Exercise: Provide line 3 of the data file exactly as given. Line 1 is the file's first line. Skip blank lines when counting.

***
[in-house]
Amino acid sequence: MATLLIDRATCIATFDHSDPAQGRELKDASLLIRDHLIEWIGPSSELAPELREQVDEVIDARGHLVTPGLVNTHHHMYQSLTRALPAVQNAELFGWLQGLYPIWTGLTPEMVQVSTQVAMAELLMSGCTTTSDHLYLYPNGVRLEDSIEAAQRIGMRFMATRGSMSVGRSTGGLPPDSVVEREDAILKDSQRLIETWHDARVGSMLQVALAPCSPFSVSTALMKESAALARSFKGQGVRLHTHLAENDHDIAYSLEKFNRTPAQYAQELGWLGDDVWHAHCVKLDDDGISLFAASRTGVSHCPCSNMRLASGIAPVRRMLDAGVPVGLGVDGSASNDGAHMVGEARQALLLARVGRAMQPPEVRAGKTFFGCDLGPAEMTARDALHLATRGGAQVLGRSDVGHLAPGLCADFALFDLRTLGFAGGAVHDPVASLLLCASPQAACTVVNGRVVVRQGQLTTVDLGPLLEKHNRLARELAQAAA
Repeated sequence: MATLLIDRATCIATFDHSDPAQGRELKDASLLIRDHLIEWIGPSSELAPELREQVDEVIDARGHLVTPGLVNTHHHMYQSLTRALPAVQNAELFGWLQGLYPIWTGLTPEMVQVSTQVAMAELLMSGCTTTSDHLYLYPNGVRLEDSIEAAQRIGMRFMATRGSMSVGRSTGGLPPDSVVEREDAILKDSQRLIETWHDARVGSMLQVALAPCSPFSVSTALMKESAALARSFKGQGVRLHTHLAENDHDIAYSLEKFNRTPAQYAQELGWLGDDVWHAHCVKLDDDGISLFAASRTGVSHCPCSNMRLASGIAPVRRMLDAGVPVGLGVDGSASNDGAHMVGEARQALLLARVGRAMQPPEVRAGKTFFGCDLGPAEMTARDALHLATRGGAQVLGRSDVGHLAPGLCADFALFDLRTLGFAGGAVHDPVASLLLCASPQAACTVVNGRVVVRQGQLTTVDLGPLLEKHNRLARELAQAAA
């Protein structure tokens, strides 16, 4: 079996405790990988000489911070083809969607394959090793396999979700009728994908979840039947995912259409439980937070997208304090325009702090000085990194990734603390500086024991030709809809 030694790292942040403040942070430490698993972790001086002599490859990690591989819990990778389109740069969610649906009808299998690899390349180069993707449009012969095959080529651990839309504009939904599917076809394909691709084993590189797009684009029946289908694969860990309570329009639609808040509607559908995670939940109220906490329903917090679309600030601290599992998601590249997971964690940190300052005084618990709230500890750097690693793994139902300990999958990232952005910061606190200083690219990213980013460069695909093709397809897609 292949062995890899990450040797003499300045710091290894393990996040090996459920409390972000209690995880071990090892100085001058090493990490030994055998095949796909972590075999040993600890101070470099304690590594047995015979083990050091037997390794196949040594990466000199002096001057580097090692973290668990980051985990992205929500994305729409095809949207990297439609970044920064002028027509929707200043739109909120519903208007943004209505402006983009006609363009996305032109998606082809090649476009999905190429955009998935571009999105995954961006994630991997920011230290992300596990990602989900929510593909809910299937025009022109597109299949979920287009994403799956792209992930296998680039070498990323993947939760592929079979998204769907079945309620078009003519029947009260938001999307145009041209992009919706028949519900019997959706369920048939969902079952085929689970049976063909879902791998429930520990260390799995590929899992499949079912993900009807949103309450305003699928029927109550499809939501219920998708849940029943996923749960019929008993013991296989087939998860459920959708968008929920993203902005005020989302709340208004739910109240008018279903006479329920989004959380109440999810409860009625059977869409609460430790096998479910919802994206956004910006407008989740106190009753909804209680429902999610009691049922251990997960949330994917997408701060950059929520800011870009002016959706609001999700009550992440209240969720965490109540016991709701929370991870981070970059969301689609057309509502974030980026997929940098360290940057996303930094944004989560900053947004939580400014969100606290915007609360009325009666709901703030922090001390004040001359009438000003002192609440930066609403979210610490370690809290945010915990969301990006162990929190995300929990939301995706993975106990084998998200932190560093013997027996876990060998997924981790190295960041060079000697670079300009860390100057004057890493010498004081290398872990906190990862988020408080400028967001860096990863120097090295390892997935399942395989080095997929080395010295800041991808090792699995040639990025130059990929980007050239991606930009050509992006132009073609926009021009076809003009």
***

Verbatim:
Repeated sequence: MATLLIDRATCIATFDHSDPAQGRELKDASLLIRDHLIEWIGPSSELAPELREQVDEVIDARGHLVTPGLVNTHHHMYQSLTRALPAVQNAELFGWLQGLYPIWTGLTPEMVQVSTQVAMAELLMSGCTTTSDHLYLYPNGVRLEDSIEAAQRIGMRFMATRGSMSVGRSTGGLPPDSVVEREDAILKDSQRLIETWHDARVGSMLQVALAPCSPFSVSTALMKESAALARSFKGQGVRLHTHLAENDHDIAYSLEKFNRTPAQYAQELGWLGDDVWHAHCVKLDDDGISLFAASRTGVSHCPCSNMRLASGIAPVRRMLDAGVPVGLGVDGSASNDGAHMVGEARQALLLARVGRAMQPPEVRAGKTFFGCDLGPAEMTARDALHLATRGGAQVLGRSDVGHLAPGLCADFALFDLRTLGFAGGAVHDPVASLLLCASPQAACTVVNGRVVVRQGQLTTVDLGPLLEKHNRLARELAQAAA